Challenge 3: Have your scene critiqued by Harlequin editors
by Patience Smith, Senior Editor, Romantic Suspense
Now it’s your turn!
What is a scene? In simple terms: It’s where an event occurs. In real life, you have many “events” but not all of them are significant: making dinner, brushing teeth, waking up. For a novel, you need to provide scenes that move the story along. So, the day-to-day scene and events can be a nice slice of life here and there, but for a romance, you need to cut to the chase: write and show us the most exciting parts of a love story.
What makes a scene great? Drama, tension, setting, characters, conflict and that special “x factor” that keeps a reader turning the pages until three in the morning. You know a good scene when you see/ read one. The hairs on your skin rise up and you’re rooted to the ground/bed/bathtub/plane seat. You think you might die if you don’t find out what happens next. Your spouse needs to do laundry/dishes/cleaning for the next few hours or he/she and children are ignored altogether.
For a successful romance, fabulous scenes are a must. Readers need to see the characters, sympathize with them (or at least feel something about them), and want to turn the page. By the end, the reader should wonder how the hero/heroine is going to make it through this journey. You, the reader, may be crying or laughing hysterically because you can’t believe that character could do such a thing. And you never forget that moment in a story.
Remember these scenes?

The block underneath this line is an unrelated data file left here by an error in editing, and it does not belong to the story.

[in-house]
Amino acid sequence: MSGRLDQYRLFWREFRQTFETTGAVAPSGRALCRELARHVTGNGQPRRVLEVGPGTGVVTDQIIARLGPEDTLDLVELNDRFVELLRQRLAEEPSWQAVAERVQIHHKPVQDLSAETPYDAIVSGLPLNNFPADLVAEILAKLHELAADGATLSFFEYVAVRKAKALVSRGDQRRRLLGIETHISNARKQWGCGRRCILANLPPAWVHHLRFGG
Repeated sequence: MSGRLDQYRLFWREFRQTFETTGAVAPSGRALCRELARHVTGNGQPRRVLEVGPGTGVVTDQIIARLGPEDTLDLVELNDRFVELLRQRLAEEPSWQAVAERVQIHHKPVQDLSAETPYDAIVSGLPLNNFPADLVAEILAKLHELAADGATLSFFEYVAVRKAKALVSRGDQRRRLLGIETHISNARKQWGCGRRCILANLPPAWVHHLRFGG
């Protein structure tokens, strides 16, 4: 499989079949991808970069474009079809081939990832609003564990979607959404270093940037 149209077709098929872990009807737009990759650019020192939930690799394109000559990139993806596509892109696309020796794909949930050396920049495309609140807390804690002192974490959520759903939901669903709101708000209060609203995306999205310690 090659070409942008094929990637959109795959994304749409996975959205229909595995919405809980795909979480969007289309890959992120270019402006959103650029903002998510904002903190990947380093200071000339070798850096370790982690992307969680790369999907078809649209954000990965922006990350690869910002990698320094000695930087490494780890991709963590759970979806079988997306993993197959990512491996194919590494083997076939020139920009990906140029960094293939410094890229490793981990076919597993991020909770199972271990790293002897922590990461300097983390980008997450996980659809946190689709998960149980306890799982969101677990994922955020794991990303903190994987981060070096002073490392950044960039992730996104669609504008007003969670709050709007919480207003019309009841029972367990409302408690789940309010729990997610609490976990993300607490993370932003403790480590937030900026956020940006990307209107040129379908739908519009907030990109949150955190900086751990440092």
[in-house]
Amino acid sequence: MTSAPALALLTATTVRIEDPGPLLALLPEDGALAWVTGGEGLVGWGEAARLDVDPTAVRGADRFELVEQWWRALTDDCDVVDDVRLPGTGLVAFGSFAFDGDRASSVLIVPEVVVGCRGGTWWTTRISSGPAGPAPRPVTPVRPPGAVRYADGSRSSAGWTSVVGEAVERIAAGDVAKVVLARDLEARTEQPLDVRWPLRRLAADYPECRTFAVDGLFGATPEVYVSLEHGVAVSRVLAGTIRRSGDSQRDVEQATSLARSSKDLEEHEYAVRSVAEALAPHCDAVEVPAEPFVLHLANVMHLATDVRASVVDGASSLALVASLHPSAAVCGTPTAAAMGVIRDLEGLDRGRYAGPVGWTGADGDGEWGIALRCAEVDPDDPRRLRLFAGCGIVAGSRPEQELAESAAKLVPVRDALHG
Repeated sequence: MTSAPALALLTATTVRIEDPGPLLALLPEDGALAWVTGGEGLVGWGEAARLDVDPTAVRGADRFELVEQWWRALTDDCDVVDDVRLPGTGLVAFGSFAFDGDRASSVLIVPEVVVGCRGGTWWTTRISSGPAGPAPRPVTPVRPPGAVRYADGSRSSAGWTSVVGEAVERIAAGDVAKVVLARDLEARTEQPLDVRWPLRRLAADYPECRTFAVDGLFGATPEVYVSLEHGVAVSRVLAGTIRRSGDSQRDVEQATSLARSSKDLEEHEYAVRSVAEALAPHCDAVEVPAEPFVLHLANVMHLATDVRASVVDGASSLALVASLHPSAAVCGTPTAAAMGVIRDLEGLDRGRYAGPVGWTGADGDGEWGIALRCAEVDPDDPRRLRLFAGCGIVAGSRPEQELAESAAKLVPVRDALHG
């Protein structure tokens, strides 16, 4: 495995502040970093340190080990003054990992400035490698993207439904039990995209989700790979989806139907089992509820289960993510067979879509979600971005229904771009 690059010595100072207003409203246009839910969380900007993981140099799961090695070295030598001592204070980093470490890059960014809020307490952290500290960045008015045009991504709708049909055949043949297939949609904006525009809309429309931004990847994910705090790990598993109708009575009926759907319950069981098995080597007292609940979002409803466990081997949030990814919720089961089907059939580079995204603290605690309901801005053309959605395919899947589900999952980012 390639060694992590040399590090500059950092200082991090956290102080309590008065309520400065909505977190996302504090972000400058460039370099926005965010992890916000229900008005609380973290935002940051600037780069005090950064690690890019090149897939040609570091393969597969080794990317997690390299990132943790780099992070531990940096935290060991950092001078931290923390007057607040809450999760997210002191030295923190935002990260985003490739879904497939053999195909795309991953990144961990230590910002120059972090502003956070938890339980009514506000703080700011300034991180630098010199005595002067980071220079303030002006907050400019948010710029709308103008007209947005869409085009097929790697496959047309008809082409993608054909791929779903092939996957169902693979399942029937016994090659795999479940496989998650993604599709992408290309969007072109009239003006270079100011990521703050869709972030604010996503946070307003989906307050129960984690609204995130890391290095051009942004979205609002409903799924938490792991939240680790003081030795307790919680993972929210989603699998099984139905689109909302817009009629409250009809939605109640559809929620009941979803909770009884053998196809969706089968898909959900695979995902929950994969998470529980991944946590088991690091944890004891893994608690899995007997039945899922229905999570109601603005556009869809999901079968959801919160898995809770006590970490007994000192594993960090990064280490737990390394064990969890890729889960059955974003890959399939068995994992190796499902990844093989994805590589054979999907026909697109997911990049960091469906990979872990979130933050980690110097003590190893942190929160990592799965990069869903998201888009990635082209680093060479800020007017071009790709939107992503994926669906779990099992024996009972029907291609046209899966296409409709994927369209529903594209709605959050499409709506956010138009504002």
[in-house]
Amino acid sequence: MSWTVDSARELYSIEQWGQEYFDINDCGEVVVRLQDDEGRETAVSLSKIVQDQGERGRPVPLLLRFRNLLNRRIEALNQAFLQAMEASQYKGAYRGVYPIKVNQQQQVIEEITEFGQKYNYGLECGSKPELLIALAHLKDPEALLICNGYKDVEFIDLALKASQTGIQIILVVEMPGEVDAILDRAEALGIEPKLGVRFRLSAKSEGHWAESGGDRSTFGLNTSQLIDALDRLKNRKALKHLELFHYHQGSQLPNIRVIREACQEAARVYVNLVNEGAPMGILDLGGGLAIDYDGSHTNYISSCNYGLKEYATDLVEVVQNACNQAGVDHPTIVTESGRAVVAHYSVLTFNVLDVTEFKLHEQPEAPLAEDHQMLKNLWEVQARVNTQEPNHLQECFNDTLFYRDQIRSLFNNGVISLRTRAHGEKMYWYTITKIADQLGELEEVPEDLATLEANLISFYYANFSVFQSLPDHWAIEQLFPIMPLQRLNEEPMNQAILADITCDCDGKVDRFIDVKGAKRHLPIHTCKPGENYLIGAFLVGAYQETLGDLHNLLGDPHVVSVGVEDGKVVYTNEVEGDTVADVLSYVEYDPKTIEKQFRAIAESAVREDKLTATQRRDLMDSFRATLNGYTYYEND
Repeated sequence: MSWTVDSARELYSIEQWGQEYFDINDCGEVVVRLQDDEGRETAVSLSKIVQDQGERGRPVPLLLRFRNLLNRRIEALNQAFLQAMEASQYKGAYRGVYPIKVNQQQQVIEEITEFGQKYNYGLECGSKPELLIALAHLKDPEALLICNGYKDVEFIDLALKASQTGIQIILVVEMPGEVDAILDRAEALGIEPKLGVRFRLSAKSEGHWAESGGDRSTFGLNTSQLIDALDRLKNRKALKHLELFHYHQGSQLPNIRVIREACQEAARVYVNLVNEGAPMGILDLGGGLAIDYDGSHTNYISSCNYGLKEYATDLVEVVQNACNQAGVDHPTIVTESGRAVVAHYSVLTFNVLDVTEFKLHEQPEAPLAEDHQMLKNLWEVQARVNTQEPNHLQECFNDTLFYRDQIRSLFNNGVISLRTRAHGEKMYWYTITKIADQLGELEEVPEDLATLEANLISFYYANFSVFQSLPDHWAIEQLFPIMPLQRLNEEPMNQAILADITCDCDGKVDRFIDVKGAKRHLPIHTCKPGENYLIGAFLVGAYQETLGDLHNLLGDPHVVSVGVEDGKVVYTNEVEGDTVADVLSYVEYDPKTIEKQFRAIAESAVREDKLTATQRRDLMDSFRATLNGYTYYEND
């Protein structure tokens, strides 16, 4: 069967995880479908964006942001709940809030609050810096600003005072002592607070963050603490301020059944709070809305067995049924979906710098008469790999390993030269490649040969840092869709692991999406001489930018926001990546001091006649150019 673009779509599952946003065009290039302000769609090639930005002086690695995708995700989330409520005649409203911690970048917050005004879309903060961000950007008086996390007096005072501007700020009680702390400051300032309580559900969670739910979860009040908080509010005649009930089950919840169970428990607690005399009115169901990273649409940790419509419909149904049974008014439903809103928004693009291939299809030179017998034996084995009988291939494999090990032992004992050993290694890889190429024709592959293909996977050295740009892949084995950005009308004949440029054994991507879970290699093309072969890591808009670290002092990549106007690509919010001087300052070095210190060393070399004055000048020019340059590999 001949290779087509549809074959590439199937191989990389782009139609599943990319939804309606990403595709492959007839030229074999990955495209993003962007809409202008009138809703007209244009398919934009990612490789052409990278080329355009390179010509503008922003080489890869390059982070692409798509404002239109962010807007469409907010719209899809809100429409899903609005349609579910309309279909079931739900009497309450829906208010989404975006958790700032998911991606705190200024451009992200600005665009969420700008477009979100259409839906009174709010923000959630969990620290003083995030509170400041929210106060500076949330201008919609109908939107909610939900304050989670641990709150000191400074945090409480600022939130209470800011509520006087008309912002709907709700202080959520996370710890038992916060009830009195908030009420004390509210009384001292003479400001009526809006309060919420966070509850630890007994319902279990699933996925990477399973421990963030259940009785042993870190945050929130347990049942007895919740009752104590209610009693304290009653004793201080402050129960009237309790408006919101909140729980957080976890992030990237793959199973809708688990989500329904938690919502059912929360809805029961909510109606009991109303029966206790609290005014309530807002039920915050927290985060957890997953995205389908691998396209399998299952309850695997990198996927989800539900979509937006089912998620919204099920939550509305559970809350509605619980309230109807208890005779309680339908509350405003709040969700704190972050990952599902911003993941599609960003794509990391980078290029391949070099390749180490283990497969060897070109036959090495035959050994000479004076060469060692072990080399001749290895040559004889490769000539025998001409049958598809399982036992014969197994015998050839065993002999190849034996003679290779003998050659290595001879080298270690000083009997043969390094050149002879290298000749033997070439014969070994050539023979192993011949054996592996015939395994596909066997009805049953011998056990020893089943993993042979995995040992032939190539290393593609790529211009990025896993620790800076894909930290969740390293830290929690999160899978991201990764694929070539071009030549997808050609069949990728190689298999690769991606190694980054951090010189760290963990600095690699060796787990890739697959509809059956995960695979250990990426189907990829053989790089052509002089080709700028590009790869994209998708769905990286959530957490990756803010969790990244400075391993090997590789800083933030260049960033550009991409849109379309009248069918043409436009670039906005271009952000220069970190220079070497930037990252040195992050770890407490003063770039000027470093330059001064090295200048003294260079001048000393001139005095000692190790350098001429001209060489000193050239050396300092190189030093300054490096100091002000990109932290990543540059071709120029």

- Lizzie tells Darcy that he’s the last man she could ever marry.
- Scarlett holds the turnip in the air and determines never to starve.
- In the deli, Sally does something a little outrageous to prove a point to Harry.
- All the instances where Kay Scarpetta is called to solve a crime as she examines a corpse.
- Bridget Jones finds that Daniel Cleaver has been cheating on her.
- Richard Gere interrupts Julia Roberts’s bath to make her the offer of a lifetime (extra points if you remember which song she’s listening to on her Walkman).
Think of the scenes that affected you. What made them memorable for you? Why was this scene important for the story? How did it change the characters? Your scene could be as simple as a trip to the store—where something crucial occurs (and not a discount on canned peas, even though this can be exciting). A useful exercise would be to think of pivotal scenes from your own life, the ones that flash through your mind at odd moments and those that have shaped you into the person you are today. Scenes are vital. They don’t have to involve a burning building, gunfights and car chases. They could show an exchange of some kind, but this exchange has to move the story forward in a major way.
Here are some tips:
- Show us the characters. What are they doing? What are they feeling?
- Introduce the conflict in the scene. What are they fighting for?
- Provide atmosphere. Where are they?
- Move things along. Excite your reader!
So, now that you’ve done some pondering, it’s time for you to show us your scenes. Make us—the editors—burn to know what comes next for your characters. You may have the scene in your head—a good starting point. Next you need to describe it to us. Take us on a journey—a succinct one you can encapsulate beautifully in 3-5 pages (or 750-1250 words). We’d love to see your wonderful scenes. Please submit to us at email@example.com by 6:00 p.m. EST, today, November 3, 2010. Be sure to include in the subject heading: SYTYCW Scene Challenge. We’ll randomly pick five to critique tomorrow morning at 10:00 a.m., November 4, 2010. Good luck!
You’ll find the critiques posted on the eHarlequin.com Community. Comments have been closed here, so if you want to discuss the challenge, hop on over there and chat away!